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22

Ubuntu has a list of devices that are certified compatible One day, when I can afford it, I'll buy a system76 laptop. Be cautious when considering a Samsung. (see here: Linux blamed for Samsung laptop deaths) If you plan on also using Windows, it's much easier and safer to install Ubuntu along-side Windows 7. Some people have experienced issues installing ...


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See the Ubuntu Certification website at: http://www.ubuntu.com/certification/ Specifically, for desktops and laptops/netbooks, go directly to: http://www.ubuntu.com/certification/desktop/


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The best way to tell if hardware is working in Ubuntu is to check the official page: Ubuntu Desktop certified hardware My thoughts about how much of a "guarantee" this database of hardware gives you in practice: Some manufacturers (OEMs) silently use other hardware components with similar specifications. "300 Mbps Wireless LAN" in the specifications ...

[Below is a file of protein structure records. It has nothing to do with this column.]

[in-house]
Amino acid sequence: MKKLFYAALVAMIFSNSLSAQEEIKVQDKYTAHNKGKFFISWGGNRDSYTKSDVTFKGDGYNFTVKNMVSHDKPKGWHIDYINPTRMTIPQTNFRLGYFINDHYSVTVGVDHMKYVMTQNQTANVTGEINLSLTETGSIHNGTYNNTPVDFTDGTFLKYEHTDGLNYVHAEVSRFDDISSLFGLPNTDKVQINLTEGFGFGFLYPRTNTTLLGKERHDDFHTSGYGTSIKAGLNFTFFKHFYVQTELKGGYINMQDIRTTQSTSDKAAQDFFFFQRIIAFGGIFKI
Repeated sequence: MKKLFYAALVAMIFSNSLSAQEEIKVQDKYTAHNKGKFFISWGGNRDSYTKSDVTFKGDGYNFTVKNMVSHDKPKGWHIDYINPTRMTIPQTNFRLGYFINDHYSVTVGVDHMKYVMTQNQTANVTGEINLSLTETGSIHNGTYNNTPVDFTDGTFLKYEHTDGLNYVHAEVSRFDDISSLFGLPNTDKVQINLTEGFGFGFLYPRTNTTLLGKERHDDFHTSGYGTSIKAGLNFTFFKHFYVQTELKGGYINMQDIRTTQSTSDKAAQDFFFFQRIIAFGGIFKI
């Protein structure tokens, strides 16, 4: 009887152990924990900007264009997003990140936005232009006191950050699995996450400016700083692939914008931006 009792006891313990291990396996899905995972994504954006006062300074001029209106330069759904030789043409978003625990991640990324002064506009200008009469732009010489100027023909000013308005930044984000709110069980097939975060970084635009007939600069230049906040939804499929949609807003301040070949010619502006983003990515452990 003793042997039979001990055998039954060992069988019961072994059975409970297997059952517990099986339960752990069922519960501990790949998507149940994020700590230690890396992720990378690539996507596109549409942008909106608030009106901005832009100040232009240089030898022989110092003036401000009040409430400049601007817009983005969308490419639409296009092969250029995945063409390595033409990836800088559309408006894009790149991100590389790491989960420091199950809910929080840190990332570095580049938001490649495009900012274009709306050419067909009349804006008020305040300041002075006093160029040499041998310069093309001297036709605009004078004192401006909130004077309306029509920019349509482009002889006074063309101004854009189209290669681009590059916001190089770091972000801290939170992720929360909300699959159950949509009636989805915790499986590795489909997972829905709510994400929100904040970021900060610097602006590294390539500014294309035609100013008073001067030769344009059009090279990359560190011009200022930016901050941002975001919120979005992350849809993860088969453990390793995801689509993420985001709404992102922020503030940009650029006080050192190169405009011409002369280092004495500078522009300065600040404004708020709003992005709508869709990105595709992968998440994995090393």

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You could use hardware compatibility databases. You can even set Ubuntu Linux as a search attribute. When I buy new hardware I usually google for that hardware. Let's say I want to buy a graphic card from nvidia, the gtx260. I would google for "gtx 260 ubuntu" and then I see if other people have any problems. I do that for all the hardware. I always prefer ...


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Canonical has a Component Catalog. Those should work with Ubuntu and not cause conflict. How well they work together in general is not shown.


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By default all client systems are certified for 32-bit, unless the vendor specifically requests 64-bit certification. Servers, though, are only certified in 64-bit. This reflects the fact that the recommended (i.e. the default you get when you go to download) Ubuntu version for client systems is the 32-bit one. This in turn obeys a variety of factors, not ...